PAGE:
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How Do Impulsivity and Education Relate to Smoking Initiation and Cessation Among Young Adults?
Elisabeth Kvaavik, Jostein Rise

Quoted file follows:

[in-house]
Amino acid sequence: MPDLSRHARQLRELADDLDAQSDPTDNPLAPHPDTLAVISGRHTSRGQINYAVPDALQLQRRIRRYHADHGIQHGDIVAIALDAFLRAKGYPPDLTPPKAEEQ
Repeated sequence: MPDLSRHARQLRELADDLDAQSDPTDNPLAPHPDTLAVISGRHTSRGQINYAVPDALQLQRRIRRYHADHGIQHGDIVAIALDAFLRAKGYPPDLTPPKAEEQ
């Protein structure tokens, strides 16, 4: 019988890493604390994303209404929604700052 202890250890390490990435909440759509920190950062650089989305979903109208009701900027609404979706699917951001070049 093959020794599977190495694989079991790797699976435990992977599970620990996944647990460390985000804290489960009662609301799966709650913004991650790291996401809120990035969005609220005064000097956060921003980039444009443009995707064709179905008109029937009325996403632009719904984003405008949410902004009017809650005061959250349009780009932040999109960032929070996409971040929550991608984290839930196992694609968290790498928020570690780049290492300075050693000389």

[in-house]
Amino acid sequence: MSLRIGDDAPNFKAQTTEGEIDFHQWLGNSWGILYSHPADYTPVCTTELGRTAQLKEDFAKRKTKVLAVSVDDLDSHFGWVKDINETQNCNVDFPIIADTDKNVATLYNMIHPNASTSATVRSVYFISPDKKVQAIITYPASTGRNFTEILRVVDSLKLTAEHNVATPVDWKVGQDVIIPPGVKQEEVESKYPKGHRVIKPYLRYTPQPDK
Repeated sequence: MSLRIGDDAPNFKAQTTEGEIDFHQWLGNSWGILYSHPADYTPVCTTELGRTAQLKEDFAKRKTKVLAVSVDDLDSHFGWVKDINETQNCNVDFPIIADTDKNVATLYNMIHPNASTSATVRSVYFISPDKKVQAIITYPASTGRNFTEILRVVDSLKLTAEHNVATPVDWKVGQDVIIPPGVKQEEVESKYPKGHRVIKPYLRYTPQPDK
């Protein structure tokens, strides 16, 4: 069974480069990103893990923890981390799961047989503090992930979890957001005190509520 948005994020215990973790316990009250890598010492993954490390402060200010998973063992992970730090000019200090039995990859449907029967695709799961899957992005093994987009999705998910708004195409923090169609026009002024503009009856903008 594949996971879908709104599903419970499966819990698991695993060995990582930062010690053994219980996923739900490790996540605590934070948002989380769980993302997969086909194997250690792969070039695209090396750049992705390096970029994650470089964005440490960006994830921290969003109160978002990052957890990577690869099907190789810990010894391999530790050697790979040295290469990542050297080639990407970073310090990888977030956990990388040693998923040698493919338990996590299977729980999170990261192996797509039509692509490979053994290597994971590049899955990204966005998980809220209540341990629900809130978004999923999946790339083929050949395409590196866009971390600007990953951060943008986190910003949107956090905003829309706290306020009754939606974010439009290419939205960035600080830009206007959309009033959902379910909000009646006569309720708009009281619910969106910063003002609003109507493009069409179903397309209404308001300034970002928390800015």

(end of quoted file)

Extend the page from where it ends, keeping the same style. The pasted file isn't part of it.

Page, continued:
Objective: This study examined the predictive value of impulsivity for starting and quitting smoking and whether education had an independent effect on smoking careers or moderated the impulsivity–smoking association. Method: Two waves of the cohort study Young in Norway were used in the present study (third wave: 1999, age range: 19–32 years; fourth wave: 2005, age range: 25–38 years). Postal questionnaires were used for data collection. Subjects participating in 1999 and 2005 were eligible (N = 2,562). Stable smokers (daily smokers in 1999 and 2005) and nonsmokers (never smokers in 1999 and 2005), quitters (daily smokers in 1999, nonsmokers in 2005), and starters (never smokers in 1999, daily smokers in 2005) constituted the analytical sample (1,776 men and women). The associations between self-reported impulsivity and education and smoking were investigated using logistic regression analyses. Results: The odds ratio (OR) for a 1-unit increase in the impulsivity score was 2.16 (95% CI [1.09, 4.30]) for smoking initiation, whereas the OR [95% CI] for low compared with high education was 2.55 (95% CI [1.36, 4.77]). Education, but not impulsivity, emerged as a significant determinant for smoking cessation compared with continued smoking. The OR for quitting smoking by low compared with high education was 0.61 (95% CI [0.42, 0.90]). Mutual adjustment for education and impulsivity did not change any of the results. The interaction term between impulsivity and education was not significantly related to smoking. Conclusions: Because impulsivity emerged as important for smoking initiation regardless of educational level, it should be considered when planning and implementing smoking prevention programs for both low and high socioeconomic groups. (J. Stud. Alcohol Drugs, 73, 804–810, 2012)